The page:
Opening in Las Vegas, May 8, 2015


After last week’s big opening for The Avengers, things look to calm down this week as there is no must-see film.

Likely the highest-grossing new film will be Hot Pursuit (30), yet another in the genre of female buddy movies. This time it’s Reese Witherspoon and Sofia Vergara, as a policewoman and the wife of a drug kingpin. Witherspoon is a producer, and after doing such honors for more thoughtful films such as Gone Girl and Wild, she’s taken one step back with this apparently humorless comedy. A. O. Scott: “While a movie that fails to catch fire is disappointing, there is something even more dispiriting about a movie that doesn’t even bother to try, that tosses its stars a soggy book of matches and expects them to generate a spark.”

Kristen Wiig, who as a comedy star of television, could have gone the route of making routine films like Hot Pursuit, has admirably sought to make more interesting films. Her latest is Welcome to Me (67), a film about an emotionally disturbed woman who wins the lottery and finances her own talk show. Mike D’Angelo: “The bold, arresting movie doesn’t really work, but is nonetheless almost impossible to stop watching.”

The D Train (55) stars Jack Black as a guy organizing his high school reunion. He’s off to Hollywood to try to get his class’ most famous member, an actor, to come. The trailer suggests there’s some sort of homosexual angle to it, but maybe I’m reading into something into it that’s not there. If so, it seems a strange twist to a movie nowadays. Rene Rodriguez: “The clownish humor is imbued with a great, genuine pain. Unfortunately, the twist proves too much for the filmmakers to handle. The second half of The D Train collapses into a series of plot curlicues and narrative dead-ends. The picture loses its nerve and opts for a pat, wan resolution.”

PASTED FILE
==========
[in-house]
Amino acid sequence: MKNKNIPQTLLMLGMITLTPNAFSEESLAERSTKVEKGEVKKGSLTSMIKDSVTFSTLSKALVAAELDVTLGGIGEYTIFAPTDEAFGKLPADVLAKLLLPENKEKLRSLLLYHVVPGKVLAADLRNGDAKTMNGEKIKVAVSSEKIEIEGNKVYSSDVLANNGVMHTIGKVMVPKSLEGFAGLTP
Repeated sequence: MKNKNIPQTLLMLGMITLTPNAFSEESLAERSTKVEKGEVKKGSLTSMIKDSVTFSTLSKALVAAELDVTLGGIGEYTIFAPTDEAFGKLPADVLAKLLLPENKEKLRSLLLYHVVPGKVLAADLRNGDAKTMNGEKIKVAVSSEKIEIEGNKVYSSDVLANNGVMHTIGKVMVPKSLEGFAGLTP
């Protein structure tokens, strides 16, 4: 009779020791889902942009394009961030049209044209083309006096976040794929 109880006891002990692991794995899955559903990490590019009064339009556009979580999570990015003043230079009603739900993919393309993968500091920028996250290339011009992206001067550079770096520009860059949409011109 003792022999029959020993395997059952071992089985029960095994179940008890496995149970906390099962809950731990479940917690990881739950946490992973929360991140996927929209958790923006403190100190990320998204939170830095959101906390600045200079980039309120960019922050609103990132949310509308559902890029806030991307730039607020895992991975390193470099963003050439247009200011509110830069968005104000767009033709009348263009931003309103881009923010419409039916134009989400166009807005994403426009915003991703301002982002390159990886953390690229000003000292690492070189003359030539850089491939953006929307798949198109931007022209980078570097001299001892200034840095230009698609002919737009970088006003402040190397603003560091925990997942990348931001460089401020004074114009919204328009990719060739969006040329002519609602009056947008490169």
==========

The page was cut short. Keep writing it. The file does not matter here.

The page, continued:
Also this week, Noble (63), a biopic about Irish activist Christine Noble, who helped needy Vietnamese children.


About Jackrabbit Slim

Location: Vegas, Baby! I’m much older than the other whippersnappers here, a baby boomer. I tend to be more snobbish about film, disdaining a lot of the multiplex fare for “cinema.” My favorite films: Woody Allen’s oeuvre (up until about 1990), The Godfather, The Graduate, A Hard Day’s Night, Pulp Fiction. Politics: Well, George McGovern was my political hero. I’m also a prickly atheist. Occupation: Poised to be an English teacher in Las Vegas. For many years I was an editor at Penthouse Magazine. My role on this blog seems to be writing lots of reviews and being the resident Oscar maven.

5 responses »

  1. I need someone to see THE D TRAIN so I can talk about a very specific aspect of it. Thank you.

  2. I surmised the surprise from one bit in one of the commercials, then looked up the spoiler. Not sure I’m up for seeing that.

  3. Re: Hot Pursuit, it’s impressive how Witherspoon has managed to kill any goodwill/credibility post-Wild even faster than she did after her Oscar for Walk The Line.

  4. I’ve never seen Brokeback Mountain, but a spoiler explanation saying it’s far more explicit than anything in Brokeback Mountain, and it’s Jack Black (even if it is James Marsden on the other end), is something I would want to know beforehand. I’m not sure I’d want to go into it not knowing and have to see that.
    But remember when Jim Carrey did the same kind of thing in a movie, too, though? What movie was that? That wasn’t considered a huge ‘plot twist’. I think once this movie doesn’t sell, they’ll start selling it on the ‘plot twist’, and it won’t be so much of a ‘twist’.
    I loved Chris Rock’s comedy that came out recently, and though I have a lot of problems with how that scene and character were handled and mocked, they never once sold the movie on that ‘twist’ with the Rosario Dawson character. (That was the one hiccup in a really good movie).

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